COVID-19 has led to plenty of uncertainty and change – for people of all ages. Though parenting is never easy, it can be particularly challenging in times like this.
“Kids and teens are looking to adults for stability and reassurance as they continue to deal with missing out on social opportunities, a different start to the school year and other situations that can take a toll on their emotional well-being…with no end in sight,” says Rachel Reynolds, program manager, Cameron K. Gallagher Mental Health Resource Center. “Many adults are trying to provide this support while facing financial pressures, social isolation and doubts of their own. Thankfully, there are some small steps that can go a long way.”
Reynolds and the team at the Mental Health Resource Center recommend the following approaches to help children feel seen in today’s uncertain times.
1. Encourage them to express their emotions in an age-appropriate way
Teens may do this through conversation or writing, while younger children may use pictures. Whatever your child’s preference, encouraging them to express their feelings can open the lines of communication and help you better understand their needs.
2.Validate their feelings
Kids and teens may be feeling fear, sadness, disappointment or any number of emotions related to changes associated with the coronavirus. Listen and let them know you hear them. Tell them their feelings are okay. It can even be helpful to share how you’re feeling so they know they’re not alone.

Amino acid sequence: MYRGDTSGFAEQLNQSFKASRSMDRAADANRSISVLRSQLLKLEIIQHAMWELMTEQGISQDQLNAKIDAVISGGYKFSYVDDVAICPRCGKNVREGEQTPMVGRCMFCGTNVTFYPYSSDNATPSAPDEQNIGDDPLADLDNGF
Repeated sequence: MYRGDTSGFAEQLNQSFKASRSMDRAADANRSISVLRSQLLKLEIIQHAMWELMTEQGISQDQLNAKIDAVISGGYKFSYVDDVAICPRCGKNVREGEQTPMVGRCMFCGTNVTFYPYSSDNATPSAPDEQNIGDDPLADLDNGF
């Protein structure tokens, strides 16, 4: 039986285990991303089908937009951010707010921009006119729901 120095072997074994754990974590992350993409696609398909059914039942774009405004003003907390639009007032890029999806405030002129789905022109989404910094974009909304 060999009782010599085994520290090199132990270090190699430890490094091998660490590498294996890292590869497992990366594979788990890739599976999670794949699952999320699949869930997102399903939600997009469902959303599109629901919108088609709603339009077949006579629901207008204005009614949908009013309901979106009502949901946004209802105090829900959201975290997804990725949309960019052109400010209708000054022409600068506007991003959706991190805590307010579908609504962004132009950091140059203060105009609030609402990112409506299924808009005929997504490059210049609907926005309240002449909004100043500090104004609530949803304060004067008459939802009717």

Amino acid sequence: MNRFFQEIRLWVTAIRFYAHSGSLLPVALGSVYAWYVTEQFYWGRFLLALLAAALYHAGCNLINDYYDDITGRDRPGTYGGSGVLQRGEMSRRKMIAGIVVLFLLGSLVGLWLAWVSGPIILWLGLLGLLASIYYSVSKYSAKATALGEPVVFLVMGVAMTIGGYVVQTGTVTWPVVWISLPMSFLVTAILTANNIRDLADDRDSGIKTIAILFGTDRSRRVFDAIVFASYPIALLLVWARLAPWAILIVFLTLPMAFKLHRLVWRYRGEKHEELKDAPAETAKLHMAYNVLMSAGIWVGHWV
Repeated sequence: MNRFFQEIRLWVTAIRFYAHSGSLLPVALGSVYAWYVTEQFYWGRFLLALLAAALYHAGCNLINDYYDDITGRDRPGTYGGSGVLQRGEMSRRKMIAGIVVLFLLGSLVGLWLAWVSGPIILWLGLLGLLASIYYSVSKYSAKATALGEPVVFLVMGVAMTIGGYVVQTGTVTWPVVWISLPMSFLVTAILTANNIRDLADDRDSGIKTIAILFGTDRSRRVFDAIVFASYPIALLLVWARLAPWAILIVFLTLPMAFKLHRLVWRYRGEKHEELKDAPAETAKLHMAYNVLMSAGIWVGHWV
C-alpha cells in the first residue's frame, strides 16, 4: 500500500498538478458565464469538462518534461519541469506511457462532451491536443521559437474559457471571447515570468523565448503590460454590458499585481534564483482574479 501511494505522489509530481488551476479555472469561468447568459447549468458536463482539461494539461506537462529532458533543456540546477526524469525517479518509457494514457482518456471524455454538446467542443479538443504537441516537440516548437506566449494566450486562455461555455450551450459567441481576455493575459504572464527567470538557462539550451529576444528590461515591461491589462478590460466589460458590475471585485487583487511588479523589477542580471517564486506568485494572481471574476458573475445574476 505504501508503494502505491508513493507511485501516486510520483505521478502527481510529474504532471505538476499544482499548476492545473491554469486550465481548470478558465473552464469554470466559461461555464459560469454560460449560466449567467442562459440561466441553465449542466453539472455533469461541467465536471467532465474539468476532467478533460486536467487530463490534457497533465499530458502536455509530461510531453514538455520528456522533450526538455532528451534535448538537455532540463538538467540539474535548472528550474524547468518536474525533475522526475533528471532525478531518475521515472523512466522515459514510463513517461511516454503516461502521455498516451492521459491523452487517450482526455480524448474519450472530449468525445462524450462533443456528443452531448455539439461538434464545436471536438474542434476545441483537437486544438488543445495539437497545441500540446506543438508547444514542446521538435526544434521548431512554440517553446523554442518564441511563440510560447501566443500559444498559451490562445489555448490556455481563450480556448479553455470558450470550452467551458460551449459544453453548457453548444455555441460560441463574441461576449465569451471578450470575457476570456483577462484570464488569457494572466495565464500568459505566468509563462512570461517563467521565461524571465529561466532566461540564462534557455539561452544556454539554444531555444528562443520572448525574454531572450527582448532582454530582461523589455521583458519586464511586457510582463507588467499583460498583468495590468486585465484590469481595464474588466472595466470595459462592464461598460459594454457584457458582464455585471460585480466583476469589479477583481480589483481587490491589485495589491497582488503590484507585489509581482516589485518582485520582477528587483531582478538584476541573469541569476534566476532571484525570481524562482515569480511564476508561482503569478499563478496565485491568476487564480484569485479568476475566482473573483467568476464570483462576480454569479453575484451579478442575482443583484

3. Keep a routine
Knowing what to expect, as well as what’s expected of them, can help ease children’s anxiety. Develop a schedule that works well for your family, with consistent bed times, wake times and meal times. Don’t forget to incorporate mental and physical breaks, especially if your children are learning virtually.
4. Start new traditions
Maybe you can’t do all your favorite things right now, but you CAN start fun new traditions. Watch a television series together, take nightly walks or hold a regular game night. You may find that you enjoy your new routines so much that you continue them long past COVID.
5. Find safe ways to connect via social media
Even kids as young as school-age may be able to connect and chat with friends using kid-focused apps. No matter how old your child or teen, make sure you’re familiar with the sites they’re using and clearly review safety guidelines, as well as family rules and expectations with them. Dr. Cheryl Al-Mateen offers some social media safety advice in this article.
6. Get them a little extra support if and when they need it
You may find that you aren’t able to provide all the answers or support your child needs – and that’s ok! Their pediatrician can offer ideas for addressing concerns or make recommendations for behavioral health support. Our Cameron K. Gallagher Mental Health Resource Center is also available to families at no cost, and serves as a hub for encouragement and connection to therapists, psychiatrists or other appropriate services. Call us today if we can help connect you to resources in your community – (804) 828-9897.